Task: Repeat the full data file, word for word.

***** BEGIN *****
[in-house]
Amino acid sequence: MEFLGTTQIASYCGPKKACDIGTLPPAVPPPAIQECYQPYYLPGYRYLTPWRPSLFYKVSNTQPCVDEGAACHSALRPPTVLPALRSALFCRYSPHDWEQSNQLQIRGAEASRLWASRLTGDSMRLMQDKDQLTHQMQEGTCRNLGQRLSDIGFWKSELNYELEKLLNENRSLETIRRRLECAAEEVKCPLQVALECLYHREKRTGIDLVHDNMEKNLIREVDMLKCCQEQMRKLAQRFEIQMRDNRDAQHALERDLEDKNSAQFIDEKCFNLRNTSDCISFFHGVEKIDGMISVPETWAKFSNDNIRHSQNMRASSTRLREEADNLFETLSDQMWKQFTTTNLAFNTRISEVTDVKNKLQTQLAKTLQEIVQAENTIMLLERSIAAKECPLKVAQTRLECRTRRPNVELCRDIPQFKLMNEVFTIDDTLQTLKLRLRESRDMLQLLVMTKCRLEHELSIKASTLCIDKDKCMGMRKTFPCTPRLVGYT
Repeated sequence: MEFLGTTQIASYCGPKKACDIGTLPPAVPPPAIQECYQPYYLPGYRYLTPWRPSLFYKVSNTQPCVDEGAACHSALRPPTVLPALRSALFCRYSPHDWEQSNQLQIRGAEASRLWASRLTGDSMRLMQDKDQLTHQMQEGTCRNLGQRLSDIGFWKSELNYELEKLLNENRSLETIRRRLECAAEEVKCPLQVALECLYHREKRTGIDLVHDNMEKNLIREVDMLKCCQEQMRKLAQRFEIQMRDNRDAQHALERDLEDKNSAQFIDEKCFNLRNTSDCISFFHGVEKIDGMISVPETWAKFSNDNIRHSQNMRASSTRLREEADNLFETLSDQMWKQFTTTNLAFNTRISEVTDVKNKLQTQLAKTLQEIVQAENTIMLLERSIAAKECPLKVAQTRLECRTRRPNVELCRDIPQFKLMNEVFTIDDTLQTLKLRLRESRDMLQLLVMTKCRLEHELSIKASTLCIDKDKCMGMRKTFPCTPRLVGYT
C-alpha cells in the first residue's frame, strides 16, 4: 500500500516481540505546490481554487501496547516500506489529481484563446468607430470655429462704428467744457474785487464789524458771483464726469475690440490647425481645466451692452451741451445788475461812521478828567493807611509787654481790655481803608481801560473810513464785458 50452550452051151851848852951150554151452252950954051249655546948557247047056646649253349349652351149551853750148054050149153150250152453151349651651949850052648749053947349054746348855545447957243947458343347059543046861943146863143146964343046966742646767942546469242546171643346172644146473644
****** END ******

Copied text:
[in-house]
Amino acid sequence: MEFLGTTQIASYCGPKKACDIGTLPPAVPPPAIQECYQPYYLPGYRYLTPWRPSLFYKVSNTQPCVDEGAACHSALRPPTVLPALRSALFCRYSPHDWEQSNQLQIRGAEASRLWASRLTGDSMRLMQDKDQLTHQMQEGTCRNLGQRLSDIGFWKSELNYELEKLLNENRSLETIRRRLECAAEEVKCPLQVALECLYHREKRTGIDLVHDNMEKNLIREVDMLKCCQEQMRKLAQRFEIQMRDNRDAQHALERDLEDKNSAQFIDEKCFNLRNTSDCISFFHGVEKIDGMISVPETWAKFSNDNIRHSQNMRASSTRLREEADNLFETLSDQMWKQFTTTNLAFNTRISEVTDVKNKLQTQLAKTLQEIVQAENTIMLLERSIAAKECPLKVAQTRLECRTRRPNVELCRDIPQFKLMNEVFTIDDTLQTLKLRLRESRDMLQLLVMTKCRLEHELSIKASTLCIDKDKCMGMRKTFPCTPRLVGYT
Repeated sequence: MEFLGTTQIASYCGPKKACDIGTLPPAVPPPAIQECYQPYYLPGYRYLTPWRPSLFYKVSNTQPCVDEGAACHSALRPPTVLPALRSALFCRYSPHDWEQSNQLQIRGAEASRLWASRLTGDSMRLMQDKDQLTHQMQEGTCRNLGQRLSDIGFWKSELNYELEKLLNENRSLETIRRRLECAAEEVKCPLQVALECLYHREKRTGIDLVHDNMEKNLIREVDMLKCCQEQMRKLAQRFEIQMRDNRDAQHALERDLEDKNSAQFIDEKCFNLRNTSDCISFFHGVEKIDGMISVPETWAKFSNDNIRHSQNMRASSTRLREEADNLFETLSDQMWKQFTTTNLAFNTRISEVTDVKNKLQTQLAKTLQEIVQAENTIMLLERSIAAKECPLKVAQTRLECRTRRPNVELCRDIPQFKLMNEVFTIDDTLQTLKLRLRESRDMLQLLVMTKCRLEHELSIKASTLCIDKDKCMGMRKTFPCTPRLVGYT
C-alpha cells in the first residue's frame, strides 16, 4: 500500500516481540505546490481554487501496547516500506489529481484563446468607430470655429462704428467744457474785487464789524458771483464726469475690440490647425481645466451692452451741451445788475461812521478828567493807611509787654481790655481803608481801560473810513464785458 50452550452051151851848852951150554151452252950954051249655546948557247047056646649253349349652351149551853750148054050149153150250152453151349651651949850052648749053947349054746348855545447957243947458343347059543046861943146863143146964343046966742646767942546469242546171643346172644146473644